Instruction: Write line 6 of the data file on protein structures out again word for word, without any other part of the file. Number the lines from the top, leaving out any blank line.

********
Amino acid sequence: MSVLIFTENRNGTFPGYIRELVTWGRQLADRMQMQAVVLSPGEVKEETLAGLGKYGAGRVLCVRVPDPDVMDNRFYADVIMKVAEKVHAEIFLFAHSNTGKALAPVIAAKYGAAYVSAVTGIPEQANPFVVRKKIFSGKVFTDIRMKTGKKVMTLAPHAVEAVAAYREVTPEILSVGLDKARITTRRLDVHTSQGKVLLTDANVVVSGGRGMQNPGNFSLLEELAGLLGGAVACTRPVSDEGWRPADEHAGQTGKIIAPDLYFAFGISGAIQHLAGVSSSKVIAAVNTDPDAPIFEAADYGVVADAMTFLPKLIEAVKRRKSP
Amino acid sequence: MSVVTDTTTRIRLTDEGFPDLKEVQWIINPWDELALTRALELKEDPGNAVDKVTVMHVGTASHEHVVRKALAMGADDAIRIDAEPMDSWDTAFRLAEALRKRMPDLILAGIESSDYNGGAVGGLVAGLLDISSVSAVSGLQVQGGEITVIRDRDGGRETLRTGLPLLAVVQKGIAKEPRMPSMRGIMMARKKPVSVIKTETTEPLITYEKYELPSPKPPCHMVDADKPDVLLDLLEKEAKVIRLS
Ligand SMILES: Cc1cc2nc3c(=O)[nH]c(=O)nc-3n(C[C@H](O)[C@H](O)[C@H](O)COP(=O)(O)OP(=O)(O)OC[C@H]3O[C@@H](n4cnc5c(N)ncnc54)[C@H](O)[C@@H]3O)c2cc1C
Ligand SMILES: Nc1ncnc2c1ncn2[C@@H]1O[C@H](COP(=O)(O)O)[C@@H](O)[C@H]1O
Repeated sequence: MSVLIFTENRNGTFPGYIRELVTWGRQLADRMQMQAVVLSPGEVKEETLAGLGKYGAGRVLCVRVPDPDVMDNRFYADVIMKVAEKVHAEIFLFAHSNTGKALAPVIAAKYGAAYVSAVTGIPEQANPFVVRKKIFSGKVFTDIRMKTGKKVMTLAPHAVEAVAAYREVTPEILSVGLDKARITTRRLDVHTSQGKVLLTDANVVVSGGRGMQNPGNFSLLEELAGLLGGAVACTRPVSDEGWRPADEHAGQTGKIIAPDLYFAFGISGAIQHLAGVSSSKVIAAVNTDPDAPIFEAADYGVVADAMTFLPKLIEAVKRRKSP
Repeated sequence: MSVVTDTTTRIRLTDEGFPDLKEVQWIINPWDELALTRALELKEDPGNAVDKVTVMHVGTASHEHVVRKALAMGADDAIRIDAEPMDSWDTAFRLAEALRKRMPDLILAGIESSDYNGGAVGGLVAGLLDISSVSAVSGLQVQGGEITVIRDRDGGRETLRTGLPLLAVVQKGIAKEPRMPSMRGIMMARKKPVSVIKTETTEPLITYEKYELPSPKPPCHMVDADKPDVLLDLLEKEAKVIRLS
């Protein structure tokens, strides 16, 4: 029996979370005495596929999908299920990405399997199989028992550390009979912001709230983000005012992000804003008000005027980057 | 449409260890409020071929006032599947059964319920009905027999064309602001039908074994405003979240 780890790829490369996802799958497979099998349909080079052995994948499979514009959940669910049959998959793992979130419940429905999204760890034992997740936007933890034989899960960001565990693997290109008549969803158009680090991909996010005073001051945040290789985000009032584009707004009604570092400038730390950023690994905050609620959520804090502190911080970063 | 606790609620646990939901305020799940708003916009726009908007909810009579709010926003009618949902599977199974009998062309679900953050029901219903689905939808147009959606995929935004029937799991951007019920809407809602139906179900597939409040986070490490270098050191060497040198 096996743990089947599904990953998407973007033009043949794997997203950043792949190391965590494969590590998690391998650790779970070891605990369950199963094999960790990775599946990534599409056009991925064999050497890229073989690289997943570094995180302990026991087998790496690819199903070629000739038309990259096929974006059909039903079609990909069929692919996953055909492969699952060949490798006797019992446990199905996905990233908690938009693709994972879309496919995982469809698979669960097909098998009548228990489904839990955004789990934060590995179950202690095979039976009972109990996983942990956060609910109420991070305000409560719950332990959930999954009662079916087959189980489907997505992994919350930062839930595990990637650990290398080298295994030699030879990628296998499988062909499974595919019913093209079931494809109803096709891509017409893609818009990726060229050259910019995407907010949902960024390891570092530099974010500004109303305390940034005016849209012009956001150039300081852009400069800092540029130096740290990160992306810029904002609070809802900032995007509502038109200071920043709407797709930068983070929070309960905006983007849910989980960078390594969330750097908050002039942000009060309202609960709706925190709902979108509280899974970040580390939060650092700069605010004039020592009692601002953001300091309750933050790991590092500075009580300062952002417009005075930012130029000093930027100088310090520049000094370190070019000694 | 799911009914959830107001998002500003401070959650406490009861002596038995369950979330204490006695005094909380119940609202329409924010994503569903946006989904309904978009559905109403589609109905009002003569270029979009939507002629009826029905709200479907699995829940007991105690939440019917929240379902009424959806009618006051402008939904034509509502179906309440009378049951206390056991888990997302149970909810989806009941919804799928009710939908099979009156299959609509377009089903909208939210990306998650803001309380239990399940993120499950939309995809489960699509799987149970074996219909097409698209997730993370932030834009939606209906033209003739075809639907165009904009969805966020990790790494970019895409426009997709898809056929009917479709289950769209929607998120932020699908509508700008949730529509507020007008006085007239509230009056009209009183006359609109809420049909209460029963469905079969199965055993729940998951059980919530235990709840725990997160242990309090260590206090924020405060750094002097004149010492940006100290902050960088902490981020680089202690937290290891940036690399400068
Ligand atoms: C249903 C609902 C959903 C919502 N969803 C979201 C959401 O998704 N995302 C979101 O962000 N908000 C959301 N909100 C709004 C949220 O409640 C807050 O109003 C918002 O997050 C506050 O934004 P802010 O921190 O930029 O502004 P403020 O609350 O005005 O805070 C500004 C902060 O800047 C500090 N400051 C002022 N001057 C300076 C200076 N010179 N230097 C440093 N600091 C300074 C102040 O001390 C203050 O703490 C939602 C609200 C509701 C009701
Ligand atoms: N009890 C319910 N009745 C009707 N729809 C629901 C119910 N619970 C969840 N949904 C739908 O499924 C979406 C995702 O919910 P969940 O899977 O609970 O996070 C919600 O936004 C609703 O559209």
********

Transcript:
Repeated sequence: MSVVTDTTTRIRLTDEGFPDLKEVQWIINPWDELALTRALELKEDPGNAVDKVTVMHVGTASHEHVVRKALAMGADDAIRIDAEPMDSWDTAFRLAEALRKRMPDLILAGIESSDYNGGAVGGLVAGLLDISSVSAVSGLQVQGGEITVIRDRDGGRETLRTGLPLLAVVQKGIAKEPRMPSMRGIMMARKKPVSVIKTETTEPLITYEKYELPSPKPPCHMVDADKPDVLLDLLEKEAKVIRLS